Davis Magnet IB PTA President Janelle Jefferson announced at the Jackson School Board meeting Tuesday evening that school stakeholders voted on Oct. 5 to rename the school Barack Obama Magnet IB.

“Jefferson Davis, although infamous in his own right, would probably not be too happy about a diverse school promoting the education of the very individuals he fought to keep enslaved being named after him,” she told the board.

Womp, womp. I know a burn when I see one and that was a good one. I guess One isn’t the loneliest number, after all.

Despite the school’s demographics, I’m sure the Lost Causers will be screaming bloody murder over a school being renamed for the uppitiest black dude of all but tough shit. Whining and complaining is what they do best. Fuck them sideways.

And yes this story has given me the obvious earworm. Hey, Johnny and June were liberals and the latter was an unbruised peach. Unsplat.

And yeah, I know, the song may have been about Jackson, Tennessee but don’t harsh my good news buzz, man.

That it all.

American Gothic Toxic

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Somewhere a basket is shy at least two deplorables.

Turns out Trump is … pretty much exactly what we thought he’d be: pathological, narcissistic, toxic … poison

Every morning’s check of headlines brings another another punch to the gut. Yes, that is what his base wanted — for him do to their ideological opponents what they cannot. And to restore what they consider the natural order: them at the top of the social pecking order. Vicariously, if not in any real sense…

Your daily dose of outrage has been the business model of conservative talk radio for decades. Now it is the governing style of the Executive Branch.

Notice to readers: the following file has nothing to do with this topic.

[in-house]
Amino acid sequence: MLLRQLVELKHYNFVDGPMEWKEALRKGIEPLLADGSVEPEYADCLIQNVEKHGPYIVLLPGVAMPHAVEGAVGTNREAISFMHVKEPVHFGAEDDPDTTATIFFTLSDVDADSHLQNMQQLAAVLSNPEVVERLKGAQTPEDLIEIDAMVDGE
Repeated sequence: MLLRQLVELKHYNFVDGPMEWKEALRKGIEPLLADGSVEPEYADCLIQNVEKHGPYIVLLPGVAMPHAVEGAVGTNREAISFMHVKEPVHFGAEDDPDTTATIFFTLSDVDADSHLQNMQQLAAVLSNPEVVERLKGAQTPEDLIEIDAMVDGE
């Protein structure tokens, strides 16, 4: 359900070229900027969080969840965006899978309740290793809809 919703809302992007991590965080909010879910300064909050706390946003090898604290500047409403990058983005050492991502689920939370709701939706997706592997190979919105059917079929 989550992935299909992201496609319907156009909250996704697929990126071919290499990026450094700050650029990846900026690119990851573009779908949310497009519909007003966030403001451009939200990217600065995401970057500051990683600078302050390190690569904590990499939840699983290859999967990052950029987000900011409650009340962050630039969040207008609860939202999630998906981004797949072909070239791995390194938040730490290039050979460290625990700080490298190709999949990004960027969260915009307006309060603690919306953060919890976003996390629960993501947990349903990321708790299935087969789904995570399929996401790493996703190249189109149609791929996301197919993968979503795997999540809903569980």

Except what the sitting president’s base feeds on is toxic. Something the saner among us eschew for our own mental health. Now, short of going off the grid or retreating to monasteries, it is there every day.

It’s hardly out of character for President Trump. He thanks people for great turnouts at refugee relief centers. He asks people who’ve lost everything whether they’re having a good time.

President Trump is poison. Everything around him gets damaged and degraded. It’s not any one thing. It’s everything. It’s hard to evaluate the dynamics of this call out of the context of waiting ten days, lying about his predecessors, creating this hideous spectacle with John Kelly’s son. Was the family prepped for something off because of the preceding three days? Probably. Was Trump angry about all the criticism? Probably so. It’s a perfect storm. And it all builds out of one man, Donald Trump.

Forget about all the “limited, local” “faster, better, cheaper,” “efficiency of the free market” nonsense. Movement conservatism is, at its root, a lot like Trump himself…petty, vicious, poisonous, toxic, and more than just a little racist. The distilled essence.

And we’re not even one year in…damn.

Pulp Fiction Thursday: The Dunwich Horror

All Hallows Eve approaches, which means it’s time for an H.P. Lovecraft cover:

Your President* Speaks: The Boy Still Ain’t Right

Donald Trump’s big mouth and tiny tweeting thumbs have had a busy week.  He revisited one of his golden oldies yesterday: saying horrible things to a gold star family. It evokes memories of  his attacks on the Khan family last year. That should have disqualified him in the minds of the voters but it did not.

The president’s* latest monstrous comments come on the heels of his “Obama didn’t call” lie and attempt to drag General Kelly into the shitstorm, not in role as Chief of Staff but as a gold star father. As I said at the top of the post, it’s been a busy week. You’ve all heard about the latest atrocity but it bears repeating:

President Donald Trump, who unleashed controversy this week when he said that his predecessors, including President Obama, did not personally call families of fallen soldiers, a statement refuted by Obama officials, called Johnson’s pregnant widow Tuesday afternoon. His call, at 4:45 p.m., came just before Johnson’s body arrived at MIA.

Trump told his widow, who was in a car heading to the airport with her family and U.S. Rep. Frederica Wilson, D-Miami Gardens, that “he knew what he signed up for … but when it happens it hurts anyway,” according to Wilson, who heard the call on speakerphone in the car.

In a word: monstrous. It’s another self-inflicted wound from a man with no empathy. He *could* have  admitted that the “he knew what he signed up for” bit was callous and that he wished he’d used more sensitive language.  This president* is incapable of admitting error so here’s what the First Asshole tweeted this morning: